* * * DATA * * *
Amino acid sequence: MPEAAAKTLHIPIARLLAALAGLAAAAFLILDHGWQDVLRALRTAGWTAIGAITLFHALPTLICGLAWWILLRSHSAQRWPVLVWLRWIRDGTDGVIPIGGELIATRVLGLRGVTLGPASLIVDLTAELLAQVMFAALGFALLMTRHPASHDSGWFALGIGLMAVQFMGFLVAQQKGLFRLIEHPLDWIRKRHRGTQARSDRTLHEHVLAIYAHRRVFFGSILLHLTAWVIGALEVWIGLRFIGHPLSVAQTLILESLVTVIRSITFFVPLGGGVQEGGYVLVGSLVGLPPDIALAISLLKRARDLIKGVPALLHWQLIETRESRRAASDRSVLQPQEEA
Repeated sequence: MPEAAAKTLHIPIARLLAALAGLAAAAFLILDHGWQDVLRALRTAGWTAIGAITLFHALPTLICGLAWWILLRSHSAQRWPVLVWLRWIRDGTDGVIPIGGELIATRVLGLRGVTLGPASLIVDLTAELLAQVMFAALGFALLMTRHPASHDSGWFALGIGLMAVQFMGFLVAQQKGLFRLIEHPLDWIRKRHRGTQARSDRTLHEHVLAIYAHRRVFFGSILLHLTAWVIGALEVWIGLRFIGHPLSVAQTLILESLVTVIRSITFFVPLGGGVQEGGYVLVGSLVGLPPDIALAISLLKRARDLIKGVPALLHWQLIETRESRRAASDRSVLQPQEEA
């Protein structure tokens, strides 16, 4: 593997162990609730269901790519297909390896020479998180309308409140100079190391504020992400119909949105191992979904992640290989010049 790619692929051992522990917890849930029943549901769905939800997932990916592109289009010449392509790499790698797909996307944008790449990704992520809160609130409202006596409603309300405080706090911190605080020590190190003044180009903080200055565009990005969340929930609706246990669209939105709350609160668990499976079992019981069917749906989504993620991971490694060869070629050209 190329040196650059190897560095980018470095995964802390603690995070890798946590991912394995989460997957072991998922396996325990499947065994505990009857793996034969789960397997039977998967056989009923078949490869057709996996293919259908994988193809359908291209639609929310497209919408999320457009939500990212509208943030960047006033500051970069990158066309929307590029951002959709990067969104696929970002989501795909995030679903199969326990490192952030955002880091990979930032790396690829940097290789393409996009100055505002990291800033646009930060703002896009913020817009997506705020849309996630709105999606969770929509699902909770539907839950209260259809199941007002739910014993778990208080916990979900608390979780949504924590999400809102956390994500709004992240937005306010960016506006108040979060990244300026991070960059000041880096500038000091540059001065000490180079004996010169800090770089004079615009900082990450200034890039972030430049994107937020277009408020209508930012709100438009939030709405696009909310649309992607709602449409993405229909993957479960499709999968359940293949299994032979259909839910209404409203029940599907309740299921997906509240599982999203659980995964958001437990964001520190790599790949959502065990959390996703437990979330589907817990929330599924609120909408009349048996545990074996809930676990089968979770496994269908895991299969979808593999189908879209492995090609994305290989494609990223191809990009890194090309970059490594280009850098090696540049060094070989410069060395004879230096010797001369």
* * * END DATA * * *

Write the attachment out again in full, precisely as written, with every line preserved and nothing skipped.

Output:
Amino acid sequence: MPEAAAKTLHIPIARLLAALAGLAAAAFLILDHGWQDVLRALRTAGWTAIGAITLFHALPTLICGLAWWILLRSHSAQRWPVLVWLRWIRDGTDGVIPIGGELIATRVLGLRGVTLGPASLIVDLTAELLAQVMFAALGFALLMTRHPASHDSGWFALGIGLMAVQFMGFLVAQQKGLFRLIEHPLDWIRKRHRGTQARSDRTLHEHVLAIYAHRRVFFGSILLHLTAWVIGALEVWIGLRFIGHPLSVAQTLILESLVTVIRSITFFVPLGGGVQEGGYVLVGSLVGLPPDIALAISLLKRARDLIKGVPALLHWQLIETRESRRAASDRSVLQPQEEA
Repeated sequence: MPEAAAKTLHIPIARLLAALAGLAAAAFLILDHGWQDVLRALRTAGWTAIGAITLFHALPTLICGLAWWILLRSHSAQRWPVLVWLRWIRDGTDGVIPIGGELIATRVLGLRGVTLGPASLIVDLTAELLAQVMFAALGFALLMTRHPASHDSGWFALGIGLMAVQFMGFLVAQQKGLFRLIEHPLDWIRKRHRGTQARSDRTLHEHVLAIYAHRRVFFGSILLHLTAWVIGALEVWIGLRFIGHPLSVAQTLILESLVTVIRSITFFVPLGGGVQEGGYVLVGSLVGLPPDIALAISLLKRARDLIKGVPALLHWQLIETRESRRAASDRSVLQPQEEA
């Protein structure tokens, strides 16, 4: 593997162990609730269901790519297909390896020479998180309308409140100079190391504020992400119909949105191992979904992640290989010049 790619692929051992522990917890849930029943549901769905939800997932990916592109289009010449392509790499790698797909996307944008790449990704992520809160609130409202006596409603309300405080706090911190605080020590190190003044180009903080200055565009990005969340929930609706246990669209939105709350609160668990499976079992019981069917749906989504993620991971490694060869070629050209 190329040196650059190897560095980018470095995964802390603690995070890798946590991912394995989460997957072991998922396996325990499947065994505990009857793996034969789960397997039977998967056989009923078949490869057709996996293919259908994988193809359908291209639609929310497209919408999320457009939500990212509208943030960047006033500051970069990158066309929307590029951002959709990067969104696929970002989501795909995030679903199969326990490192952030955002880091990979930032790396690829940097290789393409996009100055505002990291800033646009930060703002896009913020817009997506705020849309996630709105999606969770929509699902909770539907839950209260259809199941007002739910014993778990208080916990979900608390979780949504924590999400809102956390994500709004992240937005306010960016506006108040979060990244300026991070960059000041880096500038000091540059001065000490180079004996010169800090770089004079615009900082990450200034890039972030430049994107937020277009408020209508930012709100438009939030709405696009909310649309992607709602449409993405229909993957479960499709999968359940293949299994032979259909839910209404409203029940599907309740299921997906509240599982999203659980995964958001437990964001520190790599790949959502065990959390996703437990979330589907817990929330599924609120909408009349048996545990074996809930676990089968979770496994269908895991299969979808593999189908879209492995090609994305290989494609990223191809990009890194090309970059490594280009850098090696540049060094070989410069060395004879230096010797001369």